With those specs in mind, it’s interesting to note that the difference between the 7750 and 7770 is much wider than we’ve seen in past products. Compared to the 7750, the 7770 has 25% more CUs and a 25% core clock advantage, giving it a massive 56% shader and texture performance advantage over the 7750. With the 5700 series this gap was only 35%, and most of that was a result of core clock differences. The fact that the memory bandwidth is the same between the 7770 and 7750 equalizes things somewhat, but it’s still a huge difference for two cards that are in the same family.

This brings us back to where we started: how AMD is covering the entire $109+ market with only 3 GPUs. Between the massive performance gap between the 7700 series cards and the fact that the 7750 is a sub-75W part, it becomes increasingly obvious that the 7700 series is the de-facto replacement for both the 6600 series and the 5700 series. The 7750 will fill the 6670’s old role as AMD’s top sub-75W card, but as we’ll see its performance means it won’t be a complete replacement for the 5700 series. Instead the role of replacing the 5700 series falls to the much more powerful 7770.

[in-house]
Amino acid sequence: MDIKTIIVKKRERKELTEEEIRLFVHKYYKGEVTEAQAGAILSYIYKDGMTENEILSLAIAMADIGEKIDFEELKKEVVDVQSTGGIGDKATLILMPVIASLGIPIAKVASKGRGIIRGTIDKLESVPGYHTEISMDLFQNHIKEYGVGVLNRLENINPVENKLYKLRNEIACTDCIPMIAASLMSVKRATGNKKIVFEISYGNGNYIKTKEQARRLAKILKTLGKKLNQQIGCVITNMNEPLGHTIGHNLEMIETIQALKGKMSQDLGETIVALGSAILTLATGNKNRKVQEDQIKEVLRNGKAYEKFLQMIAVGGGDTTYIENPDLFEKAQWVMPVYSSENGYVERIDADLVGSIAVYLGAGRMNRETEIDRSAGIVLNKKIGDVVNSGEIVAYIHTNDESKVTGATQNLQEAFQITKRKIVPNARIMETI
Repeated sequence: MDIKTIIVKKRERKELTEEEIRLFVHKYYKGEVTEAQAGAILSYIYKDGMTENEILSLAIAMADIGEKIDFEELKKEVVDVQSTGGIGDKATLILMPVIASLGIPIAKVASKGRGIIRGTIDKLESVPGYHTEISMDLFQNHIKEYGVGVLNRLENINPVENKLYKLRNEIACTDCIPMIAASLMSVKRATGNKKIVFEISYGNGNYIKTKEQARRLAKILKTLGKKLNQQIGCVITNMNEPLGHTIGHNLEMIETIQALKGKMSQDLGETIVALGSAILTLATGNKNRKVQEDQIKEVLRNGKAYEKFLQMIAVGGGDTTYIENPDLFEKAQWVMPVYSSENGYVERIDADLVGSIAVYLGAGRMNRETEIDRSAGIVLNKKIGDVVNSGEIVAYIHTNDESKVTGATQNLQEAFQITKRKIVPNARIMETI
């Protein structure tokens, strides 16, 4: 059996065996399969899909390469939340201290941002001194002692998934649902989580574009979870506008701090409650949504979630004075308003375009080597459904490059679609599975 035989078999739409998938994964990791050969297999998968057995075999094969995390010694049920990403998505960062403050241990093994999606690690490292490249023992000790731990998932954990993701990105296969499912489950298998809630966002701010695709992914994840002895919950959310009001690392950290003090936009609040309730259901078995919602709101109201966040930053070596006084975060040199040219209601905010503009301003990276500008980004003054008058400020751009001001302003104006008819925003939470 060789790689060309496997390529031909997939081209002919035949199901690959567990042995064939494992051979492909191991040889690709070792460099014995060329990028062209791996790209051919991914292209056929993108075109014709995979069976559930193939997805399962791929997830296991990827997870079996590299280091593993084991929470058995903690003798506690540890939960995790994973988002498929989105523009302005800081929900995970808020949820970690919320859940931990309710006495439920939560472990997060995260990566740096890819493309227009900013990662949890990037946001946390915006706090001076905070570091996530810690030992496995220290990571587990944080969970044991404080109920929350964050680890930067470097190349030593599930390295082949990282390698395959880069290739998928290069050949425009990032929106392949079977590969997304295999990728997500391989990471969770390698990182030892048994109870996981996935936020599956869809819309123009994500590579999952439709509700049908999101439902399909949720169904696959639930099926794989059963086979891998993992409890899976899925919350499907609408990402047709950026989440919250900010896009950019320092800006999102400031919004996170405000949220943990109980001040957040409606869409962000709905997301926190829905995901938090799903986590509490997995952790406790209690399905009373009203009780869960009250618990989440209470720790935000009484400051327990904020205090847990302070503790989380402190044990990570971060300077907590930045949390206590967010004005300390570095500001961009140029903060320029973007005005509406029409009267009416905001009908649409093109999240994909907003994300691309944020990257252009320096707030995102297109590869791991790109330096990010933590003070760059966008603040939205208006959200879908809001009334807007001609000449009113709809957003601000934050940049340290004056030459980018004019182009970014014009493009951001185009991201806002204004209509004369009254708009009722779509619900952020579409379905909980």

As for today’s launch, AMD will be launching the 7750 at $109 and the 7770 at $159, which happens to be the same prices the 5770 and 5750 512MB launched at respectively. With midrange cards there usually aren’t any supply issues and we aren’t expecting the 7700 series launch to be any different, however as is customary AMD’s partners will be launching semi-custom cards from day one, so pricing will probably be inconsistent.

At these prices the 7700 series will be competing with a number of last-generation cards. The 7750 will be up against AMD’s 5770/6770 and the absolute cheapest of NVIDIA’s GTX 550 Ti cards. Meanwhile the 7770 will be competing with AMD’s 6850 and 6870, along with NVIDIA’s GTX 460 and their cheapest GTX 560s. And as we’ll see in our benchmarks, this is ultimately going to be more than the 7700 series can handle.

Winter 2011/2012 GPU Pricing Comparison
  $209 GeForce GTX 560 Ti
  $179 GeForce GTX 560
Radeon HD 6870 $169  
Radeon HD 7770 $159  
Radeon HD 6850 $139  
  $119 GeForce GTX 550 Ti
Radeon HD 7750 $109  
Radeon HD 6770 $99  


Meet the Radeon HD 7750


View All Comments

  • KaDomoT - Wednesday, February 15, 2012 - link

    Soemthing went very wrong during your Skyrim testing. I ran a 6870 in a similar rig (X4 955 @ 3.5ghz, 4gb ram, no ssd) @ 1920x1080 with 4x AA / 16x AF and A LOT of texture mods and my fps was MUCH higher than that. Not only that, but this was before the big performance boost in patch 1.4 / before I had even heard of SkyBoost!